BOSS blog 5: Freedom and climate change

BOSS Blog 5, Gert Jan Hofstede,  2010 07 27

Hothouse Earth arriving

North-Western Europe has just spent a week in the throes of the worst heat wave within living memory. In an email exchange with fellow researchers, us Northerners complained. A (Flemish) lady living in Rome replied: “PS. on the heat: I feel a bit amused reading and hearing Dutch and English people suffering the heat that we in Rome suffer since decades. Now maybe people start to understand things like siesta, long lunchbreaks, people working till 19-20 in the evening in summer, slower rhytm, schools closed for 3 months ….”

She is right as far as I am concerned. The last time I’ve been in such heat was during a heat wave in Athens, Greece in 1973. I argued with my dad about going to Poland instead, but he said it could be hot there as well.

My freedom

It set me thinking about the role of climate on freedom.

I am used to being free. I have learned as a child to regulate my impulses through self-control, rather than coercion, or strict rules. The unwritten cultural rule was: as long as you do not hurt or offend anyone, you can be my own judge. As long as you keep your commitments, you can go off alone.

My childhood

In my childhood I’d spend a lot of time out of doors. I would play with pigs, water and fire, climb trees, roam around the region. In winter, I roamed the region on skates. My football team bicycled to neighbouring towns without adult supervision. I would come back home when things were finished. My parents had a ship’s bell tied to our house whose sound carried far. They would ring it when dinner was ready.


Having just spent a week indoors, trying to hide away from record-breaking heat wave temperatures of 40 degrees centigrade, unable to think straight, I wonder how much of my freedom is down to the mild climate that we have enjoyed in the Netherlands in the twentieth century. Let me explain.

Climate and culture

Dutch organisation Psychologist Evert van de Vliert had the idea of correlating Hofstede’s culture dimension scores with climate data of countries around the world. He took the country’s capital as a proxy for its climate. He labelled climates as ‘demanding’ to the extent that mean daily temperatures deviate from an ideal twenty-two degrees centigrade. So, a demanding climate can be caused by both hot and cold spells. He then looked at culture and found that demanding climates cause a split between affluent societies that can cope, and poor ones that can only endure. In the former, culture allows self-expression; in the latter, it is constrained by survival needs. Cultures in countries with a bearable climate throughout the year do not show this dependence on affluence: people in them can manifest self-expression even if they are poor (Van de Vliert, 2009).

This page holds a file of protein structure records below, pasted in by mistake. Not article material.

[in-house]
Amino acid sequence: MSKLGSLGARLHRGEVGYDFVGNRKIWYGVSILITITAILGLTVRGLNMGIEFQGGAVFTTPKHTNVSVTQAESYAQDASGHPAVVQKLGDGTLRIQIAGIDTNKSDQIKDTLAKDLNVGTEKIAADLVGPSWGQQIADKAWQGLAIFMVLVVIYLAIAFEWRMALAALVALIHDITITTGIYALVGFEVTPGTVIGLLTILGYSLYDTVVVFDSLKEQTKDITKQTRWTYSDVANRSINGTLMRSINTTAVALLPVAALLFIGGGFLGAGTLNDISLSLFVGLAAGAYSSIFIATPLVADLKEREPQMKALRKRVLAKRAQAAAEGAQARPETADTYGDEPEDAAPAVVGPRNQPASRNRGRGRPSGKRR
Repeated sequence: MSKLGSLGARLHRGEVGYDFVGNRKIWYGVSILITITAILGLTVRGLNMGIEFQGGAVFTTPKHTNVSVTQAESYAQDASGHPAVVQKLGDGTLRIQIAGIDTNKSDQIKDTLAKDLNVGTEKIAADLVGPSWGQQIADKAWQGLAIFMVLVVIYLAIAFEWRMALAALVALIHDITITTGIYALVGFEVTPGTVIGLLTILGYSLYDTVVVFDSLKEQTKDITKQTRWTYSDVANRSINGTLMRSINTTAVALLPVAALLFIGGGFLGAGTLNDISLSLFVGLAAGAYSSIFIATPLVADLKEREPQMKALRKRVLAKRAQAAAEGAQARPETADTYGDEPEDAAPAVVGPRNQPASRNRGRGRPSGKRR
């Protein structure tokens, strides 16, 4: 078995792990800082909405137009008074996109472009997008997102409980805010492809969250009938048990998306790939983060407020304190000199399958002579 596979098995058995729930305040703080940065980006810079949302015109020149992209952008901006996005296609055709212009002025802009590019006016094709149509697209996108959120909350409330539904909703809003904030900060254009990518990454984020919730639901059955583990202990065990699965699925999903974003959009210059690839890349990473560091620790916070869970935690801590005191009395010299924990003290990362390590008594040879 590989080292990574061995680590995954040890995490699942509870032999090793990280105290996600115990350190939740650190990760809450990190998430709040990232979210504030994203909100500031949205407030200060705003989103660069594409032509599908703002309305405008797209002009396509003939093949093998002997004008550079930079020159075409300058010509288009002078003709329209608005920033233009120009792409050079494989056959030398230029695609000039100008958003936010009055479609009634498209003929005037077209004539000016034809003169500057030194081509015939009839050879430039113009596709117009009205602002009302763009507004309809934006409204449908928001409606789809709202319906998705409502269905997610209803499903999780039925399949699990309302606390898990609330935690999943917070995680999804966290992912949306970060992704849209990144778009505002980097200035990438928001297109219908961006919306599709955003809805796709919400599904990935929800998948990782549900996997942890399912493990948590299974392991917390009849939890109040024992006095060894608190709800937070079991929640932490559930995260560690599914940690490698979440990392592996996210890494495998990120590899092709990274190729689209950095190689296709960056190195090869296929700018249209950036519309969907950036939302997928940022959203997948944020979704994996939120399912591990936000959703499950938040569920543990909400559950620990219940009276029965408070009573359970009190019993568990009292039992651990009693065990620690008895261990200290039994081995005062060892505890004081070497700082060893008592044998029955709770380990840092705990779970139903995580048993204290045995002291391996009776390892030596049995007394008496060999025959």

So what?

This is of course a very coarse picture. It raises the question of path dependency, though. What happens to a country’s culture when the climate changes? Can self-expression values make a civilization paint itself into a corner? In this context, I was impressed by the book “1177B.C., the year that civilization collapsed” by archaeologist Eric Cline (2014). It turns out that the ‘Global village’ consisting of the civilizations of the Myceneans, Minoans, Hittites, Kassites, Egyptians and others was terminated in the space of a generation. It took many centuries of obscurity for the Greeks, Persians and others to fill their place. The cause, Eric believes, is a combination of factors. Excavations show specific destructions of temples and administration buildings in many cities. Could there have been social unrest that the elites were unable to deal with? Was social cohesion insufficient?  Recent studies show that the collapse coincides with the onset of three extremely dry centuries in the Eastern Mediterranean. The hidden cause may have been climate change.

Conclusion: Let’s cope, not just endure

Climate scientists believe we may be headed for ‘Hothouse Earth’ (Steffen et al. 2018). This means there will be a temperature regime the planet has not seen since the Pliocene, many millions of years ago. This will pose daunting cultural threats. Let’s cope, not just endure. We may be able to avoid Hothouse Earth yet, if we are quick. We will imperatively need social cohesion.


Eric H. Cline (2014) 1177B.C., the year civilization collapsed. Princeton University Press.

Steffen, W., Rockström, J., Richardson, K., Lenton, T. M., Folke, C., Liverman, D., . . . Crucifix, M. (2018). “Trajectories of the Earth System in the Anthropocene”. Proceedings of the National Academy of Sciences, 115(33), 8252-8259.

Evert van de Vliert (2009) Climate, Affluence, and Culture. New York: Cambridge University Press.